3 1/2 oz. shimeji or oyster mushrooms, trimmed (Jane just added extra button mushrooms)
1 tbsp. plus 1 tsp. fresh lemon juice
Pulse the button mushrooms in a food processor until they are uniformly broken up into about 1/8-inch pieces (or chop by hand).
Heat a large skillet or Dutch oven over low heat and add the oil. When the oil is warm, add the onion and salt and cook, stirring regularly, until the onion is softened and golden, about 30 minutes. Don’t rush. Add the ginger and garlic and cook until softened and aromatic, about 3 minutes.
Add the button mushrooms, raise the heat to medium and cook until the mushrooms have yielded their liquid and the mixture has become more or less dry 15 minutes or so. Stir in the ketchup, pickled garlic liquid, miso, sake and mirin. Bring to a simmer and cook for 7 minutes.
Add the other mushrooms (or more halved button mushrooms) and lemon juice and cook until the mushrooms are tender, about 5 minutes more. Serve, or cook and store in an airtight container in the fridge for up to a week. Makes 4 cups.
From “The Gaijin Cookbook” by Ivan Orkin and Chris Ying.
What I cooked last week:
Spicy ground venison, green bean and bell pepper stir fry; poached eggs with canned corned beef and toast; pork and green chile stew; pepper jack quesadillas.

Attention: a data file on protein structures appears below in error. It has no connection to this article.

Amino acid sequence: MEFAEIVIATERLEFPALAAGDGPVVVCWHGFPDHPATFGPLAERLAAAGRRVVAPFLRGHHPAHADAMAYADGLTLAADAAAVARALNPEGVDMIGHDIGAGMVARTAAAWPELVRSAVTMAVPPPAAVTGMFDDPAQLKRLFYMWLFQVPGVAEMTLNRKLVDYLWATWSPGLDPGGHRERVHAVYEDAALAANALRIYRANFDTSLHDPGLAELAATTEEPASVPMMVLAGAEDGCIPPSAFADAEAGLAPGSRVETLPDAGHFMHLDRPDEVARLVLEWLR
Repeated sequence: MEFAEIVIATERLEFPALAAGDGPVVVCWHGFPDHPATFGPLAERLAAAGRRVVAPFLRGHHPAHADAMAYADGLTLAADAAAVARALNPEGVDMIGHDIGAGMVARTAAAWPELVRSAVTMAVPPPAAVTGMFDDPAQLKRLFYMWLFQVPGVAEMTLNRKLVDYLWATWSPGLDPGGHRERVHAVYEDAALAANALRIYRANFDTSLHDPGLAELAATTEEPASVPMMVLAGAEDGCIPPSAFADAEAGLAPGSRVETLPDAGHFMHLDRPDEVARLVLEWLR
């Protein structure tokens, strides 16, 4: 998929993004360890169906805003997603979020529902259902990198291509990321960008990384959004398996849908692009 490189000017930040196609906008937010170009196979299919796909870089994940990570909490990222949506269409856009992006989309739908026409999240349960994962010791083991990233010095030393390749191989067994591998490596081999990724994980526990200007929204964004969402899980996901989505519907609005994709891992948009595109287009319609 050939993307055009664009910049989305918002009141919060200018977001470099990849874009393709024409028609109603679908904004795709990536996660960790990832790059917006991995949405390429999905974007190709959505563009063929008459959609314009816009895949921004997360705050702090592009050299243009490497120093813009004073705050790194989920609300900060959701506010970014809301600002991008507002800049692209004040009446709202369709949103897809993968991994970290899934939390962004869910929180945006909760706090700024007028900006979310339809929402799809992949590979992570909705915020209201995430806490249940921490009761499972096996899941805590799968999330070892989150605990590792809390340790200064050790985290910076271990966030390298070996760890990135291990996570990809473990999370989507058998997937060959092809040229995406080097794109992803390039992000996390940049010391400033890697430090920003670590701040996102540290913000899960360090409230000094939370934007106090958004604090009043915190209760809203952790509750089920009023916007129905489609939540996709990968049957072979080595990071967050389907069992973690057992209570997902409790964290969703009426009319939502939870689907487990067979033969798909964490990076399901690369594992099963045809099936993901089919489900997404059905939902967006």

What I ate in/from restaurants, etc.:
Jamaican chicken in brown sauce, fried sweet plantains, rice with pigeon peas, stewed cabbage and cauliflower at 876 Jerk in Jensen Beach, Fla.; long-roasted chicken and fresh-made corn tortillas (turned into soft tacos at home with grilled onions and salsa) from Tortilleria Gallo De Oro in Stuart, Fla.; bad coffee, Greek omelet, toast and grits at Dixie Cafe in Hobe Sound; Cuban sandwich and cafe con leche from Wow Cuban Cafe in Hobe Sound; gyoza, California roll, shrimp cocktail, pepper beef, fried sugared doughnut and melon and pineapple at Mikata Buffet in Jensen Beach; oyster shooters, grilled bacon-wrapped shrimp and shrimp and girts at the Port Salerno Seafood Festival.